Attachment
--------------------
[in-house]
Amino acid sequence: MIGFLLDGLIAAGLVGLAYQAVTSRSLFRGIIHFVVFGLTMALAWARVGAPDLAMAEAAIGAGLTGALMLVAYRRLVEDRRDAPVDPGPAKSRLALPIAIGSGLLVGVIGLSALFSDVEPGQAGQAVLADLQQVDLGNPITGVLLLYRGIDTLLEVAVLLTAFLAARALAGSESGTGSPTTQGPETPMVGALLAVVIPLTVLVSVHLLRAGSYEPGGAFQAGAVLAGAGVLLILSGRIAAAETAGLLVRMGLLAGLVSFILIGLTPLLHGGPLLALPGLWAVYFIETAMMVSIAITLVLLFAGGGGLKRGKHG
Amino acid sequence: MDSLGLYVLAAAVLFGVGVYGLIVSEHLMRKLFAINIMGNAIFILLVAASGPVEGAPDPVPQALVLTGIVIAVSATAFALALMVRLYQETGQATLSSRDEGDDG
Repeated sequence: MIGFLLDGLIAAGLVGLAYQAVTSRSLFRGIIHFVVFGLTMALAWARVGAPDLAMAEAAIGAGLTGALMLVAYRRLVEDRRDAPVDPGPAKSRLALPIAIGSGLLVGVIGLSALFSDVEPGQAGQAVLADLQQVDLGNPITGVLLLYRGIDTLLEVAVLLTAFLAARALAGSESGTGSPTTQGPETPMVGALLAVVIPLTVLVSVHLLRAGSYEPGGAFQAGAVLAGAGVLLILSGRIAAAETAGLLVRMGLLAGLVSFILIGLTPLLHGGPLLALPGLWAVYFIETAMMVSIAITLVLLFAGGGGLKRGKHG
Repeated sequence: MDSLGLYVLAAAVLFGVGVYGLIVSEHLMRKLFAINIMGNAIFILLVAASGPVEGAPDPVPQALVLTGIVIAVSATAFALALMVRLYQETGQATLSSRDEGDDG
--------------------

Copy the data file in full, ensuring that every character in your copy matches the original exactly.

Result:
[in-house]
Amino acid sequence: MIGFLLDGLIAAGLVGLAYQAVTSRSLFRGIIHFVVFGLTMALAWARVGAPDLAMAEAAIGAGLTGALMLVAYRRLVEDRRDAPVDPGPAKSRLALPIAIGSGLLVGVIGLSALFSDVEPGQAGQAVLADLQQVDLGNPITGVLLLYRGIDTLLEVAVLLTAFLAARALAGSESGTGSPTTQGPETPMVGALLAVVIPLTVLVSVHLLRAGSYEPGGAFQAGAVLAGAGVLLILSGRIAAAETAGLLVRMGLLAGLVSFILIGLTPLLHGGPLLALPGLWAVYFIETAMMVSIAITLVLLFAGGGGLKRGKHG
Amino acid sequence: MDSLGLYVLAAAVLFGVGVYGLIVSEHLMRKLFAINIMGNAIFILLVAASGPVEGAPDPVPQALVLTGIVIAVSATAFALALMVRLYQETGQATLSSRDEGDDG
Repeated sequence: MIGFLLDGLIAAGLVGLAYQAVTSRSLFRGIIHFVVFGLTMALAWARVGAPDLAMAEAAIGAGLTGALMLVAYRRLVEDRRDAPVDPGPAKSRLALPIAIGSGLLVGVIGLSALFSDVEPGQAGQAVLADLQQVDLGNPITGVLLLYRGIDTLLEVAVLLTAFLAARALAGSESGTGSPTTQGPETPMVGALLAVVIPLTVLVSVHLLRAGSYEPGGAFQAGAVLAGAGVLLILSGRIAAAETAGLLVRMGLLAGLVSFILIGLTPLLHGGPLLALPGLWAVYFIETAMMVSIAITLVLLFAGGGGLKRGKHG
Repeated sequence: MDSLGLYVLAAAVLFGVGVYGLIVSEHLMRKLFAINIMGNAIFILLVAASGPVEGAPDPVPQALVLTGIVIAVSATAFALALMVRLYQETGQATLSSRDEGDDG